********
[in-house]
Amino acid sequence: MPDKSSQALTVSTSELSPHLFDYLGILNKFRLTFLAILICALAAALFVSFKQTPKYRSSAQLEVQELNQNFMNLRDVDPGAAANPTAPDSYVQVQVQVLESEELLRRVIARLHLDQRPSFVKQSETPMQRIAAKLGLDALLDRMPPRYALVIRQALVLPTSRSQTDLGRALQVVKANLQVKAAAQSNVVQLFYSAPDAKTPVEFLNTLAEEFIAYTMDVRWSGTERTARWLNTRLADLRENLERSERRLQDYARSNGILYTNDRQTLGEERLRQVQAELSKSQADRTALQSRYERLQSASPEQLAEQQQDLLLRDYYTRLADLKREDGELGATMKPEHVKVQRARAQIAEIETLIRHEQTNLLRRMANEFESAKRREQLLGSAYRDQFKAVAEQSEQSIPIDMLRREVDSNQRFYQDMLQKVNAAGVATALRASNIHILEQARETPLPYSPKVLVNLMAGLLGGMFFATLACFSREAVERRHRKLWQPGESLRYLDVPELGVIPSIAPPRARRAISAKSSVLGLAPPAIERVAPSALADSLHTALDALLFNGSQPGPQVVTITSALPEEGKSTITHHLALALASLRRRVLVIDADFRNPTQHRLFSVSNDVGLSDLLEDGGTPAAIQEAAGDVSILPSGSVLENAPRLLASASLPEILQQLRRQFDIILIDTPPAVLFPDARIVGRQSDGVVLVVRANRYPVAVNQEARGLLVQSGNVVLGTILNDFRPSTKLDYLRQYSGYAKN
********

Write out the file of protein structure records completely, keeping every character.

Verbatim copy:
[in-house]
Amino acid sequence: MPDKSSQALTVSTSELSPHLFDYLGILNKFRLTFLAILICALAAALFVSFKQTPKYRSSAQLEVQELNQNFMNLRDVDPGAAANPTAPDSYVQVQVQVLESEELLRRVIARLHLDQRPSFVKQSETPMQRIAAKLGLDALLDRMPPRYALVIRQALVLPTSRSQTDLGRALQVVKANLQVKAAAQSNVVQLFYSAPDAKTPVEFLNTLAEEFIAYTMDVRWSGTERTARWLNTRLADLRENLERSERRLQDYARSNGILYTNDRQTLGEERLRQVQAELSKSQADRTALQSRYERLQSASPEQLAEQQQDLLLRDYYTRLADLKREDGELGATMKPEHVKVQRARAQIAEIETLIRHEQTNLLRRMANEFESAKRREQLLGSAYRDQFKAVAEQSEQSIPIDMLRREVDSNQRFYQDMLQKVNAAGVATALRASNIHILEQARETPLPYSPKVLVNLMAGLLGGMFFATLACFSREAVERRHRKLWQPGESLRYLDVPELGVIPSIAPPRARRAISAKSSVLGLAPPAIERVAPSALADSLHTALDALLFNGSQPGPQVVTITSALPEEGKSTITHHLALALASLRRRVLVIDADFRNPTQHRLFSVSNDVGLSDLLEDGGTPAAIQEAAGDVSILPSGSVLENAPRLLASASLPEILQQLRRQFDIILIDTPPAVLFPDARIVGRQSDGVVLVVRANRYPVAVNQEARGLLVQSGNVVLGTILNDFRPSTKLDYLRQYSGYAKN